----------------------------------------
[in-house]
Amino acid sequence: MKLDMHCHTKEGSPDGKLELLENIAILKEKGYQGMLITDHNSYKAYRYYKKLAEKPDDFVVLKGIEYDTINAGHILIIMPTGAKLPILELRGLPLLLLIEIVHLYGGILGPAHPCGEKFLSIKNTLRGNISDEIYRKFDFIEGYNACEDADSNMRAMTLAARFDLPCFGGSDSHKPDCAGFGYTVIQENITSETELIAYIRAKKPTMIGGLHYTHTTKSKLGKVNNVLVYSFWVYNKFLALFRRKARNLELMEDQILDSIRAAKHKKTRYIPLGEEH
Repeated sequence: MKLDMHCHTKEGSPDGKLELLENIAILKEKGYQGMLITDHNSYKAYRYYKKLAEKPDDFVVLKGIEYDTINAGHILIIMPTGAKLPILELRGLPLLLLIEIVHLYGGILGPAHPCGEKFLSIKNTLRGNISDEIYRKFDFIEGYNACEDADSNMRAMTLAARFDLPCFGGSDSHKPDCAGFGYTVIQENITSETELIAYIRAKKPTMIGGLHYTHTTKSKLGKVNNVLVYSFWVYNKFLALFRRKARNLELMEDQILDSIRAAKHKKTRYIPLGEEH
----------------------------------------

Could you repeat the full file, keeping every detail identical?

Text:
[in-house]
Amino acid sequence: MKLDMHCHTKEGSPDGKLELLENIAILKEKGYQGMLITDHNSYKAYRYYKKLAEKPDDFVVLKGIEYDTINAGHILIIMPTGAKLPILELRGLPLLLLIEIVHLYGGILGPAHPCGEKFLSIKNTLRGNISDEIYRKFDFIEGYNACEDADSNMRAMTLAARFDLPCFGGSDSHKPDCAGFGYTVIQENITSETELIAYIRAKKPTMIGGLHYTHTTKSKLGKVNNVLVYSFWVYNKFLALFRRKARNLELMEDQILDSIRAAKHKKTRYIPLGEEH
Repeated sequence: MKLDMHCHTKEGSPDGKLELLENIAILKEKGYQGMLITDHNSYKAYRYYKKLAEKPDDFVVLKGIEYDTINAGHILIIMPTGAKLPILELRGLPLLLLIEIVHLYGGILGPAHPCGEKFLSIKNTLRGNISDEIYRKFDFIEGYNACEDADSNMRAMTLAARFDLPCFGGSDSHKPDCAGFGYTVIQENITSETELIAYIRAKKPTMIGGLHYTHTTKSKLGKVNNVLVYSFWVYNKFLALFRRKARNLELMEDQILDSIRAAKHKKTRYIPLGEEH